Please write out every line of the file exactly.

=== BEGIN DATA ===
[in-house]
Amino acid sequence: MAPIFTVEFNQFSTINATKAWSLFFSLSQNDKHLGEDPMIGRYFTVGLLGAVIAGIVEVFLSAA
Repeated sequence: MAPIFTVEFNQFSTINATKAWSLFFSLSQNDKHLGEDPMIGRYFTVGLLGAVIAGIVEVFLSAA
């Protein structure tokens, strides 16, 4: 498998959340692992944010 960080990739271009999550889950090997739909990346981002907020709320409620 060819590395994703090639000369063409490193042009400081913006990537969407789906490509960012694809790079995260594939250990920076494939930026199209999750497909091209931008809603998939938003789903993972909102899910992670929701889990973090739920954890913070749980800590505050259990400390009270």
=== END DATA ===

[in-house]
Amino acid sequence: MAPIFTVEFNQFSTINATKAWSLFFSLSQNDKHLGEDPMIGRYFTVGLLGAVIAGIVEVFLSAA
Repeated sequence: MAPIFTVEFNQFSTINATKAWSLFFSLSQNDKHLGEDPMIGRYFTVGLLGAVIAGIVEVFLSAA
């Protein structure tokens, strides 16, 4: 498998959340692992944010 960080990739271009999550889950090997739909990346981002907020709320409620 060819590395994703090639000369063409490193042009400081913006990537969407789906490509960012694809790079995260594939250990920076494939930026199209999750497909091209931008809603998939938003789903993972909102899910992670929701889990973090739920954890913070749980800590505050259990400390009270």